Chris Hurt

Chris Hurt

Professor, Department of Agricultural Economics, Purdue University

Chris Hurt

Professor Chris Hurt joined the Purdue Department of Agricultural Economics in 1981. He teaches an undergraduate course in livestock and meat marketing. Chris’ areas of specialty include examination of family farm market problems, pricing strategies, livestock futures market problems, pricing strategies, and livestock futures market performance.

In Extension education, he provides analysis for participation in government programs, teaches marketing principles and alternatives, evaluates the livestock industry structure, and provides price analysis and outlook of live cattle and live hogs. Recently, he has examined the factors influencing the structural changes in the pork industry and evaluated the adoption of new technologies in moderate size Midwestern farms.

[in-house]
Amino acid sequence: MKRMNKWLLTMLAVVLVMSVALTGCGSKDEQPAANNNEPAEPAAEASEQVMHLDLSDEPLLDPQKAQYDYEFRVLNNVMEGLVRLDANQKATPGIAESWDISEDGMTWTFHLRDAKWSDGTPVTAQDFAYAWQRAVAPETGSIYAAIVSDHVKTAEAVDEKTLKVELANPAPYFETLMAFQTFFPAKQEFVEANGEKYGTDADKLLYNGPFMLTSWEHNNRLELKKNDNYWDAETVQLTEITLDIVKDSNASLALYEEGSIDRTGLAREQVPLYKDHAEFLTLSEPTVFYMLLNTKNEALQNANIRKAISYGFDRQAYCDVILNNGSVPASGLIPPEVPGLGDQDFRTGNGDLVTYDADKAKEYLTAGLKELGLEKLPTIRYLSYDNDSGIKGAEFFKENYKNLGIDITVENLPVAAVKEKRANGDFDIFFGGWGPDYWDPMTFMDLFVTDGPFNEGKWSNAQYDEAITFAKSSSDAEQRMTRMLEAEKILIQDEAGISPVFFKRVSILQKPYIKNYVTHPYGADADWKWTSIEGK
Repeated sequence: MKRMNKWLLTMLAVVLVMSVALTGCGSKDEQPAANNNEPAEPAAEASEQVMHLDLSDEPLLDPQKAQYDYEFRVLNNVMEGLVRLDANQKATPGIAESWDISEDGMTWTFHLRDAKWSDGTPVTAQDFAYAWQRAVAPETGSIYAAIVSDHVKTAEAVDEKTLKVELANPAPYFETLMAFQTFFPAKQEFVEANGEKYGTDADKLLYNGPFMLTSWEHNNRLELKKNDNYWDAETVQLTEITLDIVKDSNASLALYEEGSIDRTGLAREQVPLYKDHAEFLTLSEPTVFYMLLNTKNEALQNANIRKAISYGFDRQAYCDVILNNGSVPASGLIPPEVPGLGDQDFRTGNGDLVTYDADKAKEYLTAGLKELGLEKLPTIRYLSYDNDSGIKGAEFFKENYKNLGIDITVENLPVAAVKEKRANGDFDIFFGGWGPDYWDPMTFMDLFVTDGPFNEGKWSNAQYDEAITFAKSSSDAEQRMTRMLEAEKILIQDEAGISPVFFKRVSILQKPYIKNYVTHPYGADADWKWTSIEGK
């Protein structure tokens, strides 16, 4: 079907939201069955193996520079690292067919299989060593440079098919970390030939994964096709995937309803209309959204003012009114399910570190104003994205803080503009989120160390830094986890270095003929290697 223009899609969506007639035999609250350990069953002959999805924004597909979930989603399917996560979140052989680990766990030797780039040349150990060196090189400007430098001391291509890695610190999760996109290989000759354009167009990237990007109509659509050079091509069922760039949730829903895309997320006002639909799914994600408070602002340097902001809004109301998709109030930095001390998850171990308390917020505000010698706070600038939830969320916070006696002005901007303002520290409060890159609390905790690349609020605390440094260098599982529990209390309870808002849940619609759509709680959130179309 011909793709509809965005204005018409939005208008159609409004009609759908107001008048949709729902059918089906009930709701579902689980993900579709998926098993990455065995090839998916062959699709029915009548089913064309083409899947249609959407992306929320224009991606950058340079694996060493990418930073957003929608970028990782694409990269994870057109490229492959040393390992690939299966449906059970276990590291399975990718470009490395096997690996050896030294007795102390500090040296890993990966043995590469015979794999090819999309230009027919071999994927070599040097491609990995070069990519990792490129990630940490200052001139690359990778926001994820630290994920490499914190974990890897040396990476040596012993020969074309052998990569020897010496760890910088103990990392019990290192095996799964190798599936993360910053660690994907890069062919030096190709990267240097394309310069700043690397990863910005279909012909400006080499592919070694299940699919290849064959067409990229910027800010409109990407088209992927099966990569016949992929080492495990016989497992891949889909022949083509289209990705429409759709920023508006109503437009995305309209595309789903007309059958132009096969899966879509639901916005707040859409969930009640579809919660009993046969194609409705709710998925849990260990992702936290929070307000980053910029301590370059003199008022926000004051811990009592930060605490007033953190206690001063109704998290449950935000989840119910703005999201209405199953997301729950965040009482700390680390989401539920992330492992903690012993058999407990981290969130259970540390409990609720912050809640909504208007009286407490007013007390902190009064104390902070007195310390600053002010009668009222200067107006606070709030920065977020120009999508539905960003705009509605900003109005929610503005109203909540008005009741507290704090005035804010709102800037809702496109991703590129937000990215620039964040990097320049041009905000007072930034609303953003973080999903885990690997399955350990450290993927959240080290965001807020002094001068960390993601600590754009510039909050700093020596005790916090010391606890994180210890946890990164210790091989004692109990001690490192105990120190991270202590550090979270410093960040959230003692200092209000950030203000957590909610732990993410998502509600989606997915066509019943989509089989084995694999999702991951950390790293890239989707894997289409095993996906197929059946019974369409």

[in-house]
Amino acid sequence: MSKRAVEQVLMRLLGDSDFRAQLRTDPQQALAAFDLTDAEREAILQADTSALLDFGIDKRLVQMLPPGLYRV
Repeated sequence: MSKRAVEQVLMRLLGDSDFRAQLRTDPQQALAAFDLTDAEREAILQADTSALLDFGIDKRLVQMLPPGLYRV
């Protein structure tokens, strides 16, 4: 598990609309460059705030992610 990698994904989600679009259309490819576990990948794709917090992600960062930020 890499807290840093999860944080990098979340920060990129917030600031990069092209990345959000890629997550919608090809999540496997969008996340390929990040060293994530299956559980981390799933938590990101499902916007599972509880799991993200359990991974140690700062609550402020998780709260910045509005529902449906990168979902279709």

Chris helps coordinate a fee-based market newsletter and report service published jointly with the University of Illinois. He also serves as editor of the Purdue Agricultural Economics Report. Professor Hurt has received the USDA Superior Service Group Award, an American Agricultural Economics Group award, as well as two Indiana Extension Service Awards.


Visualizing the Indiana Farmland and Cash Rent Adjustments. (2017). Department of Agricultural Economics, Purdue University, (August), 11-12. Retrieved from

Hurt, C., DeBoer, L., Paarlberg, P., Alexander, C., Miller, A., & Dobbins, C. (2005). 2005 Agricultural Economy Can’t Match Last Year. 15-Oct. Retrieved from

Hurt, C. (2005). 2005: Another Great Hog Year? 8. Retrieved from

Hurt, C. (2005). Agricultural Economy to Tighten in 2006. 18-19.

Hurt, C. (2005). Can Hog Prices Hold On? 2. Retrieved from

Alexander, C., Hurt, C., & Lara-Chavez, A. (2005). Cash Market Storage Returns for Corn. 4-Jan. Retrieved from

Hurt, C. (2005). Cattle Expansion Underway. 8. Retrieved from

Hurt, C. (2005). Cattle Market Absorbs Canadian Cattle. 2. Retrieved from

Hurt, C. (2005). Cattle Prices Face Downward Pressure. 8. Retrieved from

Hurt, C. (2005). Cattle Prices Keep Setting Records. 2. Retrieved from